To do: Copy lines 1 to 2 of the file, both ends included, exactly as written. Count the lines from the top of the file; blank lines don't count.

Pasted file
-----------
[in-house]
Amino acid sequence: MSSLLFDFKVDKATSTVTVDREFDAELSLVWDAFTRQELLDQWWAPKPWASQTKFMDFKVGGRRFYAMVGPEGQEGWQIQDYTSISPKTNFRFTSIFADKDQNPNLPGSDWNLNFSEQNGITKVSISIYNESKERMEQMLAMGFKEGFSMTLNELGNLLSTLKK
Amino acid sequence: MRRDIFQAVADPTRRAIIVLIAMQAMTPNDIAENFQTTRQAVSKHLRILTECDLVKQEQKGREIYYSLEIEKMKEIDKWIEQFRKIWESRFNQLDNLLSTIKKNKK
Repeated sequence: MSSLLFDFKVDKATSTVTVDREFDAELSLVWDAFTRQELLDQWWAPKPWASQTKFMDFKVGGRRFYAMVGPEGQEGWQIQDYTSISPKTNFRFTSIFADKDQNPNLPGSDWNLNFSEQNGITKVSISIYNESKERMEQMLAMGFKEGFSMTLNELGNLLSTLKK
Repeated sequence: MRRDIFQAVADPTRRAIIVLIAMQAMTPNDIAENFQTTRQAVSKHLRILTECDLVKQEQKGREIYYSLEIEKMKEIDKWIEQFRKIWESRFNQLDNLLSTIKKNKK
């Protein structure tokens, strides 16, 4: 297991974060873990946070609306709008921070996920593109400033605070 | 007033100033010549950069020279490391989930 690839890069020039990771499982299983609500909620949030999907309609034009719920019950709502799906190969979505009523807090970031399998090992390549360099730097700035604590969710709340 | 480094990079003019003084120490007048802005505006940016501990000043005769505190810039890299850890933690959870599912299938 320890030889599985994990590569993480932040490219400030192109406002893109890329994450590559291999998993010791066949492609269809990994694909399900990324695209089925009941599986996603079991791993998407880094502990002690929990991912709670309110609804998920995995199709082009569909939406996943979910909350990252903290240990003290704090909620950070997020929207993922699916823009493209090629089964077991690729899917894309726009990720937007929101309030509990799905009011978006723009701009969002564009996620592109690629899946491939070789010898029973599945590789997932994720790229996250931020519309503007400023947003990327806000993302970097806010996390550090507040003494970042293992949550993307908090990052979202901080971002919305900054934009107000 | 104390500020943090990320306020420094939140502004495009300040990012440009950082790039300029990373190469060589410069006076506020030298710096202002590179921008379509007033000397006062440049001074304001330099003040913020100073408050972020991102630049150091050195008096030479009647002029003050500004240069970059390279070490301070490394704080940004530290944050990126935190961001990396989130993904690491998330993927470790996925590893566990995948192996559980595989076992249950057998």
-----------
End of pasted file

[in-house]
Amino acid sequence: MSSLLFDFKVDKATSTVTVDREFDAELSLVWDAFTRQELLDQWWAPKPWASQTKFMDFKVGGRRFYAMVGPEGQEGWQIQDYTSISPKTNFRFTSIFADKDQNPNLPGSDWNLNFSEQNGITKVSISIYNESKERMEQMLAMGFKEGFSMTLNELGNLLSTLKK